Is Social Media a bunch of bull#%!@?
#branding #socialmedia #communication #ROI
Tonight we went to a presentation by Mark Ritson (@markritson), at the Melbourne Business School, on how really effective Social Media is as a marketing tool. Mark touched on many weak points of social media and on the overall lack of clarity around ROI models.
However, since we play in the communication space, we look at things from a different angle: is Social Media bad for brands or are brands bad at using Social Media? In our experience the latter is true.
We agree on many things that Mark said during the presentation. I, as well, truly believe that people are not brands, it just doesn't make sense and it's an extreme interpretation of a marketing concept. As Mark pointed out, as human beings we are far more complex than a can of beans or sugared water. But when it comes to social media, I think that the language used to communicate with that medium is always either disregarded or downplayed. It's like waving a French flag to interact and engage with more French people, and whereas you could get some attention depending on the level of patriotism, you need to speak their language to communicate with them and promote your products to them, if that's your commercial objective.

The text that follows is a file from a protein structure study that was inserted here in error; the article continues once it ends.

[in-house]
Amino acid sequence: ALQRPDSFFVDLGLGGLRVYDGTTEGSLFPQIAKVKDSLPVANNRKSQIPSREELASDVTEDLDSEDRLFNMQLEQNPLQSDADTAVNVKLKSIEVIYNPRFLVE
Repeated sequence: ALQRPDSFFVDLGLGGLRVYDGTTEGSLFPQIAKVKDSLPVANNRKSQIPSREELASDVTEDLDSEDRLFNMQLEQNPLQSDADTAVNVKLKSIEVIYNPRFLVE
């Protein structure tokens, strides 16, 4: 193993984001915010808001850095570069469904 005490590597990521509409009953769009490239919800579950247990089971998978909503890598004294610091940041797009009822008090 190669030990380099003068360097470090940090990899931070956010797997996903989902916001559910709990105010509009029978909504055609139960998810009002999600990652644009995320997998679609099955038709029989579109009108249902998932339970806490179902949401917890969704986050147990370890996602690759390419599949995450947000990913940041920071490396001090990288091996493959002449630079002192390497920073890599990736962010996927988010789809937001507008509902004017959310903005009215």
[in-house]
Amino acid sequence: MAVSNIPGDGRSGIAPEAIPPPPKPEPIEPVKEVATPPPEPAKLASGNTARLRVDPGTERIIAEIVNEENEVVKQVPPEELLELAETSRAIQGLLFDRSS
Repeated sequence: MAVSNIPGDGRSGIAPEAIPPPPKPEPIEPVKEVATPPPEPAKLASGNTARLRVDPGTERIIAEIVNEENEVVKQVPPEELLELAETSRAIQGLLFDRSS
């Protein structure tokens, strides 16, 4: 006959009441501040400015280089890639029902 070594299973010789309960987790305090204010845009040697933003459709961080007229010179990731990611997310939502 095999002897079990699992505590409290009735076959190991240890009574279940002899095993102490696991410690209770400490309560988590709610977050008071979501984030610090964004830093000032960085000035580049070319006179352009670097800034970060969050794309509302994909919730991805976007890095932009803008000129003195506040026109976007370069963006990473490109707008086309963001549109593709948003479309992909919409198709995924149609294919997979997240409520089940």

Social Media is a new language, as we said in our presentation Social Media for CEOs
, and most of the organisations I have interacted with, in the social media environment, don't get it and don't 'speak' it properly, or not in a way that makes it an effective communication tool.
So, what's the solution? To give up on social media for corporate communications? Or to see it as a new medium requiring a new language? Obviously we support the new language.
The funny thing is that as people we are already using a new language for social media interactions, made of images, short remarks, smileys, etc. It's all more informal, even compared to how we write emails to a friend for example.
The question is, how difficult is it to learn this new language, and what are the hurdles that we need to overcome to transpose the use of this language from our personal lives to our corporate lives?
Because, at the end of the day, companies and brands are made of people and we already know what we want to engage with and what we are entertained by.
In any case, well done to Mark Ritson for a great and fun presentation with a new angle on a much debated topic.